Tuesday, 30 October 2012

The Truth About EBITDA vs. Cash Flow

EBITDA and Cash Flow are essentially the same measurement, with a couple of exceptions – usually BIG ones. 

EBITDA (Earnings Before Interest Taxes Depreciation and Amortization) leaves in, or adds in if necessary, an expense for a General Manager to run the operation and does not recognize Discretionary Expenses as being discretionary.

This is why a “multiple” used in an EBITDA evaluation is usually higher than one used in a Cash Flow evaluation.  The reason being is with the EBITDA measurement, because there is “management in place”, the buyer is buying a “passive” investment.  Hence, the Buyer is generally prepared to pay a higher multiple (and earn a smaller return on their investment).

The following example of the same Business highlights the point:

Net Profit $800,000 $800,000
Adjustment for GM at FMV (fair market value) -$150,000 not applicable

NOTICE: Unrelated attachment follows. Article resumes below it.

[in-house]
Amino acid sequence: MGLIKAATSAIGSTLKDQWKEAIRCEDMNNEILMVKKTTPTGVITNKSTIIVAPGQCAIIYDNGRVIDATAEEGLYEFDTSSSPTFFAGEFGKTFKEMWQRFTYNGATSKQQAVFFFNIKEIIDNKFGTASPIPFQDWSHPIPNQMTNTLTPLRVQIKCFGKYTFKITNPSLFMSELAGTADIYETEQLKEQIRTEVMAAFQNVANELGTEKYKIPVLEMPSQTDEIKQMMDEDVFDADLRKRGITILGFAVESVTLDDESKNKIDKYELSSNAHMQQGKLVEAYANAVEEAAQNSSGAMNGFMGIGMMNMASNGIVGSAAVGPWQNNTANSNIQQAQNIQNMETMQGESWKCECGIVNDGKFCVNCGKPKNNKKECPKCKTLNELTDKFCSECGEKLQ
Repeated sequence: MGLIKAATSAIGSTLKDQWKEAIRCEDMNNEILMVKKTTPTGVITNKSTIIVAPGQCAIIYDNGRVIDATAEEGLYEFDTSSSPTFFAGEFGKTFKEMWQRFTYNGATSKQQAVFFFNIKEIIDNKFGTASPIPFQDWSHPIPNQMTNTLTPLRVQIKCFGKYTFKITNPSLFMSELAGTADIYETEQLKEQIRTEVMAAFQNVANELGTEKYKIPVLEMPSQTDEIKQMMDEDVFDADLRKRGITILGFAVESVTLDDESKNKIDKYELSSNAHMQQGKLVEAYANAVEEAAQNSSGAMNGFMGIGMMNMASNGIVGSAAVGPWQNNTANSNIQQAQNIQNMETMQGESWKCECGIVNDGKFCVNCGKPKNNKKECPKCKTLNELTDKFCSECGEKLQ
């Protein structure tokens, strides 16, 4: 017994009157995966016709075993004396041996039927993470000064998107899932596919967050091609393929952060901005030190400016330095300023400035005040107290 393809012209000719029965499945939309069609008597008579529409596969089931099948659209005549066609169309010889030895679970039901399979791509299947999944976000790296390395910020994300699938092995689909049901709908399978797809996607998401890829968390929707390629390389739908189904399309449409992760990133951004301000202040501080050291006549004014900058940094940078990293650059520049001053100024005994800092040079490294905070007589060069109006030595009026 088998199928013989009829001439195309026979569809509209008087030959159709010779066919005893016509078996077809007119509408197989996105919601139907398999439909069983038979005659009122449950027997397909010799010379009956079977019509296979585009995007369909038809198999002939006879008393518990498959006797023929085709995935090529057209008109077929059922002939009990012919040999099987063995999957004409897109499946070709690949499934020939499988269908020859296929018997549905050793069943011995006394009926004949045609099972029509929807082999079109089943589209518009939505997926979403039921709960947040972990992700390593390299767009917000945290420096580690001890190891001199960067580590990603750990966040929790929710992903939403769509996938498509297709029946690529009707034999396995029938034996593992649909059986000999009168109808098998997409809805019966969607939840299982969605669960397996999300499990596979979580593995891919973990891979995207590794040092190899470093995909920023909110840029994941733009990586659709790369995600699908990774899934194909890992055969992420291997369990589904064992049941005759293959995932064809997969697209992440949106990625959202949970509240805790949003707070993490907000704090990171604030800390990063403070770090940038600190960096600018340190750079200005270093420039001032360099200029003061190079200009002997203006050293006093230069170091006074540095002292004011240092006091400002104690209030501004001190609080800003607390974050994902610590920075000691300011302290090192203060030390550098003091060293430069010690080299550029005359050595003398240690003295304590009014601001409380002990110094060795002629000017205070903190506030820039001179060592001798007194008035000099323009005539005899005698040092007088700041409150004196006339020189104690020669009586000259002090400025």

Adjustment for Discretionary Expenses not applicable $110,000
Adjusted Net Profit $650,000 $910,000
Multiple x4.14 x2.93
Value of Business $2,691,000 $2,666,300

Due to the reasons outlined earlier, an EBITDA Buyer may pay a higher “multiple” for the business, but the business has essentially the same value.

This subtle but significant difference between “multiple” in these two methods can mean a big difference if the wrong “multiple” is applied to the wrong measurement.  For example, an EBITDA multiple of 4.14 applied to a Cash Flow Adjusted Net Profit measurement of $910,000 will grossly overstate the value of the business.

Typically you will find the majority of businesses in “Main Street” transactions generally have an Adjusted Net Profit of $600,000 or less, and typically have the owner as the operator of the business reaping the benefits of the Discretionary Expenses.

Do you have a small business question you would like answered about this article or others?
Bill Sivell is a salesperson with VR Windsor Inc. [www.vrwindsor.com] 519-903-7807, which sells businesses to buyers across Canada and around the world. His 14-year career includes diverse senior management positions in marketing, advertising, sales management and operations management. His blog appears every Tuesday.


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